Skip to content

OK, outdoor enthusiasts. It's time we talked about duct tape

Back Roads Bill takes on a sticky subject and offers some advice to which you should adhere

If you are a motorized or non-motorized recreationalist, don’t leave home without it.  For peace of mind include duct tape on your planning and emergency checklist for any back roads or back waters jaunt. We have adhered ourselves to it. 

Since it was invented more than 70 years ago, the sticky silver adhesive with durable fabric backing has become a fix-all for everything from mechanical failures to cracked bones. Duct tape was originally invented by Johnson & Johnson during the Second World War for the military and was known as “duck” tape to repel water. Post war they got the bright idea to start selling it as a means to connect heating and air conditioning ducts; this caught on among home manufacturers and it became mainstay within the new homes being built. To allow for this usage, the tape's primary color was switched from green to silver, so that it would match the ducts.

Igneous, it is composed of three layers: The top layer is a plastic, polyethylene; the middle layer is a fabric mesh; the bottom layer is a rubber-based, pressure sensitive adhesive.  

Duct tape author

The author of Don’t Forget the Duct Tape, Kristin Hostetter, was contacted. This pack-it-with-you pocket guide includes many creative uses for that most versatile of tools – duct tape – just when you need to remedy a leak in your tent, repair flapping boot soles, you'll find the solution here. Kristin is currently the Editor-in-chief of SNEWS a digital and print magazine that serves the people and companies of the outdoor industry. From 1994 through 2015 she served as ‘Backpacker’ magazine’s gear editor. 

Her favourite tips: Make a sturdy zipper pull by threading a thin strip of duct tape through the slider, then wrapping the tails with more duct tape.  For a more stable stove, cut a square of old closed-cell foam pad sized to fit the base of your backpacking stove. Wrap the foam generously with duct tape for insulation and you have a stable cooking platform that works great in the snow.  

We know in 1970 the Apollo 13 astronauts retrofitted carbon dioxide filters with duct tape, which saved their lives. 

Here is a smattering of what readers have told Kristin: 

  • “A few years ago, my shorts ripped in the rear on the second day of a week-long trip. One piece of duct tape in the inside, one on the outside and the shorts held up for the rest of the trip. Nicely, I might add. And with style.”
  • “It has to be one of the greatest inventions created by man. I personally will try to avoid using the tape on anything that I really care about like my sleeping pad or tent fly, etc….I have used as well on the bottom of my pants legs and gaiters to ward off bugs and protect against water. It works wonders on those people that snore and talk too much.”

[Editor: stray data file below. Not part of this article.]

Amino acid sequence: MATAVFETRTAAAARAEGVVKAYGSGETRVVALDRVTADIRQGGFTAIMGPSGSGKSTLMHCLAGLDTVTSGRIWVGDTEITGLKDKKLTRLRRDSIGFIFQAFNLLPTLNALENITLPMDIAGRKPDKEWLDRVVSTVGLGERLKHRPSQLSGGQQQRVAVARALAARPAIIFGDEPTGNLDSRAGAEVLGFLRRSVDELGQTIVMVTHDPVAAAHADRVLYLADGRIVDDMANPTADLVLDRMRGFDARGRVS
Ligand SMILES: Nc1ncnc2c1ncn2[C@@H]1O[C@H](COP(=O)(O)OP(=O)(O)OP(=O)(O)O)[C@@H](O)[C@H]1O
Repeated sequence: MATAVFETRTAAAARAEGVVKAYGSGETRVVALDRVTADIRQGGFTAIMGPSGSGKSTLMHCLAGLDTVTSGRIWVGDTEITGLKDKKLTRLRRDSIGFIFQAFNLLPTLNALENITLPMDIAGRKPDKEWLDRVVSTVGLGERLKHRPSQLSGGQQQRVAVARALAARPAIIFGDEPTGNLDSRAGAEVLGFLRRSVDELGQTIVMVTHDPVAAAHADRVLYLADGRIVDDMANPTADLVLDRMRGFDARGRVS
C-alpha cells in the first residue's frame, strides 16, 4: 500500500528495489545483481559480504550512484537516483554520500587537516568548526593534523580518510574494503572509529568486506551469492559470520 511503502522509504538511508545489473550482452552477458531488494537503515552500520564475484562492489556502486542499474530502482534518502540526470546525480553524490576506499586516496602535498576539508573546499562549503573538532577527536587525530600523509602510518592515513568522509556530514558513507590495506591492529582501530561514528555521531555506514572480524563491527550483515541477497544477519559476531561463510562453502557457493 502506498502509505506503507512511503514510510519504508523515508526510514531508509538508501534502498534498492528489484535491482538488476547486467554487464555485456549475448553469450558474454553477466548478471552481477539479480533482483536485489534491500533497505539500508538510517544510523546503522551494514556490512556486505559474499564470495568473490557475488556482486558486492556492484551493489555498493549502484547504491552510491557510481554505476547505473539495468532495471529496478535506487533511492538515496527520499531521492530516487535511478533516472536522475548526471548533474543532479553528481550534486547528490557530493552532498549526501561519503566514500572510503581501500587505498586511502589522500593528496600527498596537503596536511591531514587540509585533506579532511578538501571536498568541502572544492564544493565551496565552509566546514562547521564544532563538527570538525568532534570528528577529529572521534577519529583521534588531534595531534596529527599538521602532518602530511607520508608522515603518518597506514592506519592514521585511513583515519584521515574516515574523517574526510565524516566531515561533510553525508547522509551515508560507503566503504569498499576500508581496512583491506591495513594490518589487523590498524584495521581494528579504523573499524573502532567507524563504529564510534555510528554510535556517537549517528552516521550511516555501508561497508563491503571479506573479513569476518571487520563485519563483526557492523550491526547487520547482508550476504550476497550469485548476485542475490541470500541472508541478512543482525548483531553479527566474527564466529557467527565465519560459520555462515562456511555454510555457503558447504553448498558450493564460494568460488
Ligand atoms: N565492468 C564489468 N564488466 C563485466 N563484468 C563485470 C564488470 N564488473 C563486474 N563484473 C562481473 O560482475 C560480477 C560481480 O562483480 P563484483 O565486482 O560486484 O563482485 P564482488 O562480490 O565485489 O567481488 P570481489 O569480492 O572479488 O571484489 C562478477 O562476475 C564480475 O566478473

• “We use it for just about everything and anything--on our heels to prevent blisters during ski trips, to tape together someone's face (over other bandages) who'd had a ski accident in the backcountry, repaired a guitar case, mended overbooties, repair a Plexiglas birdfeeder, and tape a ham radio rack to the dash of the car.”

Duct tape is now primarily manufactured by eight different companies. You should know this.

It varies in quality and price. If you want to know more, Google “best duct tape reviews.” The Gorilla Tape brand is known to be double the thickness of the other tapes. It rips very cleanly, it looks and feels like it has more adhesive and is very strong.  

Some final tips from Kristin:

“I haven’t really done any side by side testing, but I have certainly used some crappy duct tape before. I bought a bunch of rolls at a low price, variety retailer type of store once, and they were so terrible — I couldn’t even get them to peel off the roll without separating, so now I only buy good stuff.”  

"I still take it on every trip (leave the bulky roll at home and wrap around a water bottle, hiking stick, the extra paddle shaft or a tent pole repair sleeve), beware though, when used as a patch on synthetics for instance, duct tape leaves a residue.” 

Duct tape can save you a lot of grief on the back roads and back waters.  Car camper, boater, hiker or canoeist, transition to the metaphysical — it is more like a force, it has a dark side and a light side and can hold just about anything together; it will take you to a place of contentment when you reach into your pack or utility toolkit. The real magic here isn't duct tape, it's the amount of information the author has managed to pack in one little book for you and for me whose outdoor gear gets loved to death on the back waters and back roads.

Bill Steer

About the Author: Bill Steer

Back Roads Bill Steer is an avid outdoorsman and is founder of the Canadian Ecology Centre
Read more

Reader Feedback